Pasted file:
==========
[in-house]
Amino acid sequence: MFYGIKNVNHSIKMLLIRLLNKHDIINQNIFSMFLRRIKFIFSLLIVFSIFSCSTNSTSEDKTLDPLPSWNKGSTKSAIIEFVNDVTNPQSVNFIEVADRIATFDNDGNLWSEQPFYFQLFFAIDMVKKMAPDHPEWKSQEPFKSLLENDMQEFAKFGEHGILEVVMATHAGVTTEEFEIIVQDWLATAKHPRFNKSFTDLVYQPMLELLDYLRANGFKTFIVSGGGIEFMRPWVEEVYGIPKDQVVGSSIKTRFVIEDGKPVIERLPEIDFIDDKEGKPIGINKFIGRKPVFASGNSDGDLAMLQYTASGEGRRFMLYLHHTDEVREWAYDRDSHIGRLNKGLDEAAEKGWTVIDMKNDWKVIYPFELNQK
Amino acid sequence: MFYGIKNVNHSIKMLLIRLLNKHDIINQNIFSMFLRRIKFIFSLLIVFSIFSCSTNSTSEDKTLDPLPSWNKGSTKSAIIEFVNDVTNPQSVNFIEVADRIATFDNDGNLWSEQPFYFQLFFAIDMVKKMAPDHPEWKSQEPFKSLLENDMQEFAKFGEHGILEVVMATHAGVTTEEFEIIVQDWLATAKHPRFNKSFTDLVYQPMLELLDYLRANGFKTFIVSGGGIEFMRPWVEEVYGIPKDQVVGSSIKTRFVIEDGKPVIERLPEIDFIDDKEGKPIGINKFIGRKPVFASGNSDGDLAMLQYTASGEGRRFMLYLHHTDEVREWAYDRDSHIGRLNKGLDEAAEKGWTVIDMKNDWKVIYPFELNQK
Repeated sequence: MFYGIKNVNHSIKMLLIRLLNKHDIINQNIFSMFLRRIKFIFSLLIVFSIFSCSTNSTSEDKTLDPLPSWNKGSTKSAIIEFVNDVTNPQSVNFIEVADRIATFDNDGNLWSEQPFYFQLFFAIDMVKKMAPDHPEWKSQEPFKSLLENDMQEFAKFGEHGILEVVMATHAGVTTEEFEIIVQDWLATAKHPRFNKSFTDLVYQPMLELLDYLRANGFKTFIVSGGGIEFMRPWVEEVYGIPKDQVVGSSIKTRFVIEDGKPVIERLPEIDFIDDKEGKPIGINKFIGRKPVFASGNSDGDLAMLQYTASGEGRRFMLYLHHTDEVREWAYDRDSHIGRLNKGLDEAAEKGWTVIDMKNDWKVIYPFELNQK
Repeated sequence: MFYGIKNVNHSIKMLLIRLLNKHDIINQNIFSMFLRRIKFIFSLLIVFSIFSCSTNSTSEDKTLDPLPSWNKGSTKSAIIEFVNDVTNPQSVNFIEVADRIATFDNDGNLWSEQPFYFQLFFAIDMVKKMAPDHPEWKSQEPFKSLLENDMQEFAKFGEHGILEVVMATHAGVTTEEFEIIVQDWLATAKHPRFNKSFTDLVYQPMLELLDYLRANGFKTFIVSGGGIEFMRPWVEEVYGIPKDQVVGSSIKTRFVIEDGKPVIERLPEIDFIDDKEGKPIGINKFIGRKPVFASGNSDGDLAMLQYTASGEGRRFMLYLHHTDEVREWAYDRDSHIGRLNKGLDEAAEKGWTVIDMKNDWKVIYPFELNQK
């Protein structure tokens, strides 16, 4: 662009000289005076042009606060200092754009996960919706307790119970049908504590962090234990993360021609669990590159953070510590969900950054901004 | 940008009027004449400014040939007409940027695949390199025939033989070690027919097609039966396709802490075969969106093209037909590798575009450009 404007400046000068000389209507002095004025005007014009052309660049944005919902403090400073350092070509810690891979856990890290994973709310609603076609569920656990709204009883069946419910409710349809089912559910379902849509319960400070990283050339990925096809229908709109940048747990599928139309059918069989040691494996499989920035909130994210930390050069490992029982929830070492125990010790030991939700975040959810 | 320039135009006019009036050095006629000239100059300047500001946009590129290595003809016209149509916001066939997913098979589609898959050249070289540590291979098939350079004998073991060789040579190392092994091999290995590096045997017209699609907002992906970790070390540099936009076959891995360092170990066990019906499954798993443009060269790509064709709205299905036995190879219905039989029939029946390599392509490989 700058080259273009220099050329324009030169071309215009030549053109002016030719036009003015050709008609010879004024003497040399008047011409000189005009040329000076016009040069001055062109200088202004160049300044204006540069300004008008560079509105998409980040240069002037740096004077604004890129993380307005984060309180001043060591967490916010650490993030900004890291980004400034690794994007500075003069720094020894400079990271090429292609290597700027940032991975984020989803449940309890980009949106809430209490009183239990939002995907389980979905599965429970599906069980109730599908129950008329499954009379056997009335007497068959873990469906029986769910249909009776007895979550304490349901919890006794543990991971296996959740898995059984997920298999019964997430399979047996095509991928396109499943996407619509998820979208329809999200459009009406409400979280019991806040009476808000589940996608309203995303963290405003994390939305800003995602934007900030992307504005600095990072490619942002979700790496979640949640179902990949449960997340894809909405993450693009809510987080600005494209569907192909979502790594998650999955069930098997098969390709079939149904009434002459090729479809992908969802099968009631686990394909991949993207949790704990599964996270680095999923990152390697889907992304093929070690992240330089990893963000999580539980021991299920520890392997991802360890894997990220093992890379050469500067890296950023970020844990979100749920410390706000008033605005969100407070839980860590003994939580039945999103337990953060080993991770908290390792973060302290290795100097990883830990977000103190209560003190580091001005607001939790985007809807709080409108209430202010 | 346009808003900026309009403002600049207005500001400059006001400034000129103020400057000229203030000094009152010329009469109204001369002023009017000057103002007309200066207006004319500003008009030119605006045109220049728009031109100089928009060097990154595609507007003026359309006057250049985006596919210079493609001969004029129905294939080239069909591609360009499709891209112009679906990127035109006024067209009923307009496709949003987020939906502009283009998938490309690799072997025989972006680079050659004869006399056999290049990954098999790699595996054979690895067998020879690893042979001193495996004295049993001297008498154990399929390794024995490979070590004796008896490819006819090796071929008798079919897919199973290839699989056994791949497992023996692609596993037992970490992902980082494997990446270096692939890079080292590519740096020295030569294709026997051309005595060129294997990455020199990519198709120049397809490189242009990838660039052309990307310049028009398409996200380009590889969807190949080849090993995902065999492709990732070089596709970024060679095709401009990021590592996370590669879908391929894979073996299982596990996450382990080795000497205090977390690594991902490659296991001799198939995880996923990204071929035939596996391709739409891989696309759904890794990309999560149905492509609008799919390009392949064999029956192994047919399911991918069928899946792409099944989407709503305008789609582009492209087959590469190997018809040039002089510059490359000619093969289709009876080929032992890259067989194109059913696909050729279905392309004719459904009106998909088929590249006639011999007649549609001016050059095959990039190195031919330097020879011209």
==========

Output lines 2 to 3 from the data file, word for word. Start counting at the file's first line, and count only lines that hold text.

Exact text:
Amino acid sequence: MFYGIKNVNHSIKMLLIRLLNKHDIINQNIFSMFLRRIKFIFSLLIVFSIFSCSTNSTSEDKTLDPLPSWNKGSTKSAIIEFVNDVTNPQSVNFIEVADRIATFDNDGNLWSEQPFYFQLFFAIDMVKKMAPDHPEWKSQEPFKSLLENDMQEFAKFGEHGILEVVMATHAGVTTEEFEIIVQDWLATAKHPRFNKSFTDLVYQPMLELLDYLRANGFKTFIVSGGGIEFMRPWVEEVYGIPKDQVVGSSIKTRFVIEDGKPVIERLPEIDFIDDKEGKPIGINKFIGRKPVFASGNSDGDLAMLQYTASGEGRRFMLYLHHTDEVREWAYDRDSHIGRLNKGLDEAAEKGWTVIDMKNDWKVIYPFELNQK
Amino acid sequence: MFYGIKNVNHSIKMLLIRLLNKHDIINQNIFSMFLRRIKFIFSLLIVFSIFSCSTNSTSEDKTLDPLPSWNKGSTKSAIIEFVNDVTNPQSVNFIEVADRIATFDNDGNLWSEQPFYFQLFFAIDMVKKMAPDHPEWKSQEPFKSLLENDMQEFAKFGEHGILEVVMATHAGVTTEEFEIIVQDWLATAKHPRFNKSFTDLVYQPMLELLDYLRANGFKTFIVSGGGIEFMRPWVEEVYGIPKDQVVGSSIKTRFVIEDGKPVIERLPEIDFIDDKEGKPIGINKFIGRKPVFASGNSDGDLAMLQYTASGEGRRFMLYLHHTDEVREWAYDRDSHIGRLNKGLDEAAEKGWTVIDMKNDWKVIYPFELNQK